Device That Garbles Your Brain Awarded Ig Nobel Prize

Posted by on September 26, 2012

Here’s something that doesn’t bother me at all.

It’s called the SpeechJammer, a device that, when pointed at someone, will repeat their own words back to them with a short delay, causing a disorienting echo effect that forces the person to just stop talking altogether.

It won the 2012 Ig Nobel Prize in Acoustics last week, which is basically a parody of the Nobel Prize, awarded to bizarre achievements in science.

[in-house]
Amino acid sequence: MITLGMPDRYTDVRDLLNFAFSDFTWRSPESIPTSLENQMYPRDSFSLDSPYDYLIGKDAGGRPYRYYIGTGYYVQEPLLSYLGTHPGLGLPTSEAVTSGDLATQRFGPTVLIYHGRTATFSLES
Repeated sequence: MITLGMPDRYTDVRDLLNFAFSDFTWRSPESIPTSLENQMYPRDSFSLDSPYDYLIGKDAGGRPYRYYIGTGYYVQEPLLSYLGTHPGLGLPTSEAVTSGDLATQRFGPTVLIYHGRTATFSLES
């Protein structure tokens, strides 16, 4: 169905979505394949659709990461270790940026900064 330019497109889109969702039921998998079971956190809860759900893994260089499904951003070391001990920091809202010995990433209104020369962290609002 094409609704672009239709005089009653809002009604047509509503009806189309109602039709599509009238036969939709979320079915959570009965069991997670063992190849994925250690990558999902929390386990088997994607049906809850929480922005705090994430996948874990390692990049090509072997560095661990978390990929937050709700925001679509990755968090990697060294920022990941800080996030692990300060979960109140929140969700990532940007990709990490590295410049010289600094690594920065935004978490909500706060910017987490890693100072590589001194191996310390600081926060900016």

But is this device bizarre and unusual, or frightening?

Created by Kazutaka Kurihara and Koji Tsukada of Japan, the SpeechJammer may very well go on to be used during meetings and other public speaking situations, to prevent others from speaking out-of-turn. But you don’t have to stretch your imagination too far to understand the potential abuses of such technology.

Coupled with the technology used in direct-sound advertising, for example, our dystopian, post-apocalyptic future may be a very quiet one, indeed.

(Although, I admit, the video’s pretty funny.)


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About the Author Post by Rob Schwarz

Rob Schwarz is a writer, blogger, and part-time peddler of mysterious tales. He manages Stranger Dimensions in between changing aquarium filters and reading bad novels about mermaids.